Major Drilling Group Int’l Inc. (TSX:MDI) is a leader in specialized drilling, and as such, it has a good competitive advantage in that it can overcome difficult and remote environments and successfully complete difficult drilling jobs, such as deep-hole drilling, high altitude drilling, and directional drilling.
What I see here is a company that is setting up to have a very successful next few years due not only to company-specific strengths, but also to an industry that is starting to look more like the bottom has been reached.
Major Drilling reported its fourth-quarter fiscal 2017 results recently. While the company reported a net loss of $0.10 per share, there are clear signs of improvement and reasons for hope.
First of all, the net loss was significantly lower than last year’s net loss of $0.16 per share and comes off of a 27% increase in revenue, as the company saw improved utilization and an improvement in pricing in some areas.
While this has been one of the industry’s longest downturns in history, as activity was still very low over the last 12 months, the increase in revenue and gross margins this quarter is promising. Also, the company has taken the initiative to invest in the overhaul of rigs and the training of crew to prepare for what will likely be a very strong few years.
In the fourth quarter, revenue from gold companies represented 60% of total revenue; global exploration improved as most senior miners have increased their exploration budgets. Most seniors and intermediates have seen mineral reserves deplete over last few years and have recognized that they need to address this as a supply shortage is looming.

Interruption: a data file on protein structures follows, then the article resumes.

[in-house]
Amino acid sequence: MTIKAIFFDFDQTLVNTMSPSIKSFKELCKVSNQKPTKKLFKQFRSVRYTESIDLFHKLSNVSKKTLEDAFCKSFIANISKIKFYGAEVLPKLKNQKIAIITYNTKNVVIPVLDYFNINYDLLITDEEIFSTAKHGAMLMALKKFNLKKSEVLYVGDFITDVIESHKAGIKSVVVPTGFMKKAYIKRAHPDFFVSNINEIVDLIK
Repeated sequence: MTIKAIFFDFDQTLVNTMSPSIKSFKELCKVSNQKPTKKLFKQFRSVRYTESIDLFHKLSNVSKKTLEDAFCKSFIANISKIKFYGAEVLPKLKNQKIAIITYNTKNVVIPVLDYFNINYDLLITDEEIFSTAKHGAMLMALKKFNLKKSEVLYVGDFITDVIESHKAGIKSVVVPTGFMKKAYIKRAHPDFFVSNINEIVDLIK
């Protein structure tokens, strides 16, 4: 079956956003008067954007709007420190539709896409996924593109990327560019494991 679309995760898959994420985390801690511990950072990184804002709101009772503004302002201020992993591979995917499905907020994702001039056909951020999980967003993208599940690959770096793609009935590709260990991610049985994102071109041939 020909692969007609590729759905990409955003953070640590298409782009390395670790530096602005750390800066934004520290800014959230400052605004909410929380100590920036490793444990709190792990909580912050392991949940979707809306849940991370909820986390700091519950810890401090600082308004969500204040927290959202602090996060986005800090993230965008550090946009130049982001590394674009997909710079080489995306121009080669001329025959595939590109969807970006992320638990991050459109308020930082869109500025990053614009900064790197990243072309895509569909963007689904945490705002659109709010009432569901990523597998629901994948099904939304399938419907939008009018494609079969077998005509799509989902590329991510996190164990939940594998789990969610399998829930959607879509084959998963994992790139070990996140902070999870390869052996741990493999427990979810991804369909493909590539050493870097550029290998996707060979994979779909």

Mineral reserves of the top 10 senior gold companies have decreased by 15% over last two years. But of key importance is the fact that gold companies have increased their exploration budgets by 30% for 2017, so we can expect to see this translate into higher revenue for Major Drilling.
On the copper side of things, which represented 23% of total revenue, the company has not seen any growth as of yet, as base metals companies’ budgets have remained flat for 2017. But management expects that copper will be the next to experience an uptick in exploration spending, as research shows that copper (typically 20% of rev base) could go in supply deficit as soon as 2018.
So, with a very healthy balance sheet, a net cash balance of $18.1 million, and an environment where supply/demand will work in Major Drilling’s favour, it is very easy to be bullish on the company. And while the stock price has already begun to reflect these changing fundamentals, with a one-year return of 27%, the leverage to increasing activity is very high, so the stock has plenty of room to go higher.
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Fool contributor Karen Thomas has no position in any stocks mentioned.